SolarAid has launched a new programme to recruit, train and support women in rural Malawi to run thriving solar light businesses.
Across sub-Saharan Africa, energy poverty disproportionately affects women and girls.
Because women and girls are the main users of energy in the home, a lack of access to clean and safe electricity means they are hit hardest by the effects of household air pollution. Additionally, gender norms in rural communities often mean that women do not have a voice in household decision making on energy.
However, the narrative on women as victims of energy poverty is changing. Women are key change-makers in providing energy access to rural communities and we recognise that having women at the forefront of our work is essential to achieving our mission of lighting up every home, school and clinic in Africa by 2030, using safe, clean, solar power.
This year, SolarAid is launching the Mayi Walas programme, to recruit, train and support female solar entrepreneurs in rural Malawi. Mayi Walas means “Shining Mothers” in Chichewa, Malawi’s national language.
This new programme combines access to training, finance and long-term business support to strengthen female entrepreneurs to break through the barriers they face in launching, growing and scaling successful businesses.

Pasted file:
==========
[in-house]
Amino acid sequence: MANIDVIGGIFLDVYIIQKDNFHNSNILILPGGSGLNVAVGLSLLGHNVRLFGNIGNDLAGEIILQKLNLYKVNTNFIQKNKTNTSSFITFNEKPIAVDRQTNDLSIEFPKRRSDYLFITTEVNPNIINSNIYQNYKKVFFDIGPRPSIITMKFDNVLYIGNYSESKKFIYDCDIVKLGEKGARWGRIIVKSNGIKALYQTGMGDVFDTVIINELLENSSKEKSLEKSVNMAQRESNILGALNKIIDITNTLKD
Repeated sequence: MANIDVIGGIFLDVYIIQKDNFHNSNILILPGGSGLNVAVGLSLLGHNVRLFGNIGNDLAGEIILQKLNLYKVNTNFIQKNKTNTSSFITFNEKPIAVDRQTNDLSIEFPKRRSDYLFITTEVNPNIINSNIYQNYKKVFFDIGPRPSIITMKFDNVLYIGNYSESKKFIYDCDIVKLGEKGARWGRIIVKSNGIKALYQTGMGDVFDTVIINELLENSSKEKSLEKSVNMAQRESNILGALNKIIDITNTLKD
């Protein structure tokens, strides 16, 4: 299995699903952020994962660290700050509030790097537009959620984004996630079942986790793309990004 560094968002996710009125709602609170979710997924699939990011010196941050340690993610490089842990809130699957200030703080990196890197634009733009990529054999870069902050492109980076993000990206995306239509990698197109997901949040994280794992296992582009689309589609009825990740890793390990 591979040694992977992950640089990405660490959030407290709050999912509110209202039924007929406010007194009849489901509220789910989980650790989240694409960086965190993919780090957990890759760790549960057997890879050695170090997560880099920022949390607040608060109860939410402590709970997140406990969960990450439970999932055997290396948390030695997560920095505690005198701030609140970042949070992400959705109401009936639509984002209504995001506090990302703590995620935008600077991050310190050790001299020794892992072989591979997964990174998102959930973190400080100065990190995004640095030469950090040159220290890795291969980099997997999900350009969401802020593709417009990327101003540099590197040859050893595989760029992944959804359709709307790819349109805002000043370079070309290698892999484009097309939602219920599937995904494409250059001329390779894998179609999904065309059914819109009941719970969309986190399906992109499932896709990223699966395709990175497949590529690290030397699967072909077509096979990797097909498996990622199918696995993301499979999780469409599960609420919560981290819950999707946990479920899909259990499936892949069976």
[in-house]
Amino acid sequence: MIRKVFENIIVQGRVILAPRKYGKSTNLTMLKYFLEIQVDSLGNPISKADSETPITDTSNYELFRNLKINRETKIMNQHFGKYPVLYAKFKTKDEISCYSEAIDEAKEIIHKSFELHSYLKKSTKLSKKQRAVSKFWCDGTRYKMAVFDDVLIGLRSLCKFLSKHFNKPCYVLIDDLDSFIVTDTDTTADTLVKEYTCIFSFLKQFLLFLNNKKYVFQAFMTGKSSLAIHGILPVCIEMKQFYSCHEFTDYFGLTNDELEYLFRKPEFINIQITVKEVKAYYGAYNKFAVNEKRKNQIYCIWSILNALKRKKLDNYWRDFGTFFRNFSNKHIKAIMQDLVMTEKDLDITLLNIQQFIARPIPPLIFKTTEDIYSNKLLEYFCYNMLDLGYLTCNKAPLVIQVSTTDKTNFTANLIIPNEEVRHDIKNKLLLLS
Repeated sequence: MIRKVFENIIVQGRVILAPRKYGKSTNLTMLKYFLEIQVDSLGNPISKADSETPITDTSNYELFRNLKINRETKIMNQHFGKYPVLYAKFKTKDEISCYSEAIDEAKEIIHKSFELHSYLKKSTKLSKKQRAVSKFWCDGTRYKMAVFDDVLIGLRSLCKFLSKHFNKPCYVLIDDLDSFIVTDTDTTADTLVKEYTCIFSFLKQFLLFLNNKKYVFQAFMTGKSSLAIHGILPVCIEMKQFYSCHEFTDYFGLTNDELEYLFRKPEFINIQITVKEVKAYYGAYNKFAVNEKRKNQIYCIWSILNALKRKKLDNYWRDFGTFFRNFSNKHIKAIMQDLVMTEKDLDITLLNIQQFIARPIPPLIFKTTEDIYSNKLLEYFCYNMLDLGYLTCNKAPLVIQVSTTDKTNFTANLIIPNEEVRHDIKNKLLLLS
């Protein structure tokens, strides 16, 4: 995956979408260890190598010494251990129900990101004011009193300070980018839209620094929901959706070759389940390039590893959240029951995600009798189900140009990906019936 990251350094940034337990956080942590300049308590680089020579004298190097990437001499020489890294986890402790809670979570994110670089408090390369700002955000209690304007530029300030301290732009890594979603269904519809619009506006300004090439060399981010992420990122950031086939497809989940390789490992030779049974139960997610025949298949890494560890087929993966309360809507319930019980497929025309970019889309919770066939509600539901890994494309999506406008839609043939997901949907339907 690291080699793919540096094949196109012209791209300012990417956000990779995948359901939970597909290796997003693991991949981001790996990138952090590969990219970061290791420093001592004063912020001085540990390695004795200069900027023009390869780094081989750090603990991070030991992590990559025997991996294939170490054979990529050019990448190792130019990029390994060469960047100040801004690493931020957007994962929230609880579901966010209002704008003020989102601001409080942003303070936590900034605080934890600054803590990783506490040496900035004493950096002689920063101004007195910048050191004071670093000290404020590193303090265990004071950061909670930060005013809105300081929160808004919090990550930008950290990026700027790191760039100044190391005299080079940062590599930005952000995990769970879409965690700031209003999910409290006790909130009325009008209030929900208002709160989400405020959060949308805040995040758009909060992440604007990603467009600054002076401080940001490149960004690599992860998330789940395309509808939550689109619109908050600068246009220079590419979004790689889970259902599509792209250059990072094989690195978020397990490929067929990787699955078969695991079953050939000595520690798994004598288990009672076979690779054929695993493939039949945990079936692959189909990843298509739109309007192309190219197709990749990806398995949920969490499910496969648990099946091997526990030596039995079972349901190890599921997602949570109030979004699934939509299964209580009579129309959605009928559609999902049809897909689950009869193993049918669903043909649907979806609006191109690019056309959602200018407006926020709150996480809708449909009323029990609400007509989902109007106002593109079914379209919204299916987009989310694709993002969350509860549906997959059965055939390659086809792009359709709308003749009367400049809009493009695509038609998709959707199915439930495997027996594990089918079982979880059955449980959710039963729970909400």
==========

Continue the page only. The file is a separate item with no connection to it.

Over an 18 month period, SolarAid will recruit 150 groups of Mayi Walas (1,500 women) in Malawi.
We are working closely with Village Savings and Loans groups (VSLs), which operate as small, informal credit unions in almost every village in Malawi – where community members deposit savings and take out small loans. VSLs are the perfect place to recruit Mayi Walas because 80% of members are female, they already have experience with financial management and they are in need of business opportunities outside the oversaturated informal sector.
Once recruited, SolarAid will train the Mayi Walas in financial management, marketing and the benefits of solar products.
A key part of the Mayi Walas programme is providing access to loans for female entrepreneurs. To enable the Mayi Walas to scale their solar businesses, we will provide solar lights on interest-free loans through a model designed to ensure that after 12 months the women are running self-sustaining businesses.
The Mayi Walas will then be invited to become members of FEBCO, the micro-finance institution established by SolarAid, where they will be able to access larger loans and have long-term business support.
As SolarAid’s first programme dedicated to supporting female entrepreneurs, we are excited to see the impact this model will have. We hope that the presence of successful, female-led solar businesses will have a trickle-down effect in rural communities – having a positive influence on perceptions of women as leaders, encouraging families to keep their daughters in education and inspiring young girls to dream of becoming business owners and leaders themselves.
With a network of ‘Shining Mothers’ of Malawi lighting up their communities we are closer to achieving our mission. With women at the forefront of rural energy access programmes we can light up every home, school and clinic in Africa by 2030.